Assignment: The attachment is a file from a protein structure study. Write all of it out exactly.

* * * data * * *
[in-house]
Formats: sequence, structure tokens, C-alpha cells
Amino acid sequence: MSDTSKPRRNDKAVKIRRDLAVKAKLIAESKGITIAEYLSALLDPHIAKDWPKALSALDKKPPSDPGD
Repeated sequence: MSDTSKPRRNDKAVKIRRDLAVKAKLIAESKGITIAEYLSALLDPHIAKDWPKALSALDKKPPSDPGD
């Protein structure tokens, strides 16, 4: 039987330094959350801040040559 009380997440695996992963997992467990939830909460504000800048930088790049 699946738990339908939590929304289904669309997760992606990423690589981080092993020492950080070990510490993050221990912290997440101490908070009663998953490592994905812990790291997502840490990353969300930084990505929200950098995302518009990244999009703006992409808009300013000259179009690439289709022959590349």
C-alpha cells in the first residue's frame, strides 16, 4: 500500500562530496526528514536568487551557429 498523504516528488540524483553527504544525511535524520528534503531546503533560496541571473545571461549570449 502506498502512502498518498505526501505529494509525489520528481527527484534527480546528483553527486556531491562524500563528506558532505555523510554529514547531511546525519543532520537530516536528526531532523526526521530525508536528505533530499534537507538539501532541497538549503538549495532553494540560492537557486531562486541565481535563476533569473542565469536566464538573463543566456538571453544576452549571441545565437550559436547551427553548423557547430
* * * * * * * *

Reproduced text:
[in-house]
Formats: sequence, structure tokens, C-alpha cells
Amino acid sequence: MSDTSKPRRNDKAVKIRRDLAVKAKLIAESKGITIAEYLSALLDPHIAKDWPKALSALDKKPPSDPGD
Repeated sequence: MSDTSKPRRNDKAVKIRRDLAVKAKLIAESKGITIAEYLSALLDPHIAKDWPKALSALDKKPPSDPGD
């Protein structure tokens, strides 16, 4: 039987330094959350801040040559 009380997440695996992963997992467990939830909460504000800048930088790049 699946738990339908939590929304289904669309997760992606990423690589981080092993020492950080070990510490993050221990912290997440101490908070009663998953490592994905812990790291997502840490990353969300930084990505929200950098995302518009990244999009703006992409808009300013000259179009690439289709022959590349």
C-alpha cells in the first residue's frame, strides 16, 4: 500500500562530496526528514536568487551557429 498523504516528488540524483553527504544525511535524520528534503531546503533560496541571473545571461549570449 502506498502512502498518498505526501505529494509525489520528481527527484534527480546528483553527486556531491562524500563528506558532505555523510554529514547531511546525519543532520537530516536528526531532523526526521530525508536528505533530499534537507538539501532541497538549503538549495532553494540560492537557486531562486541565481535563476533569473542565469536566464538573463543566456538571453544576452549571441545565437550559436547551427553548423557547430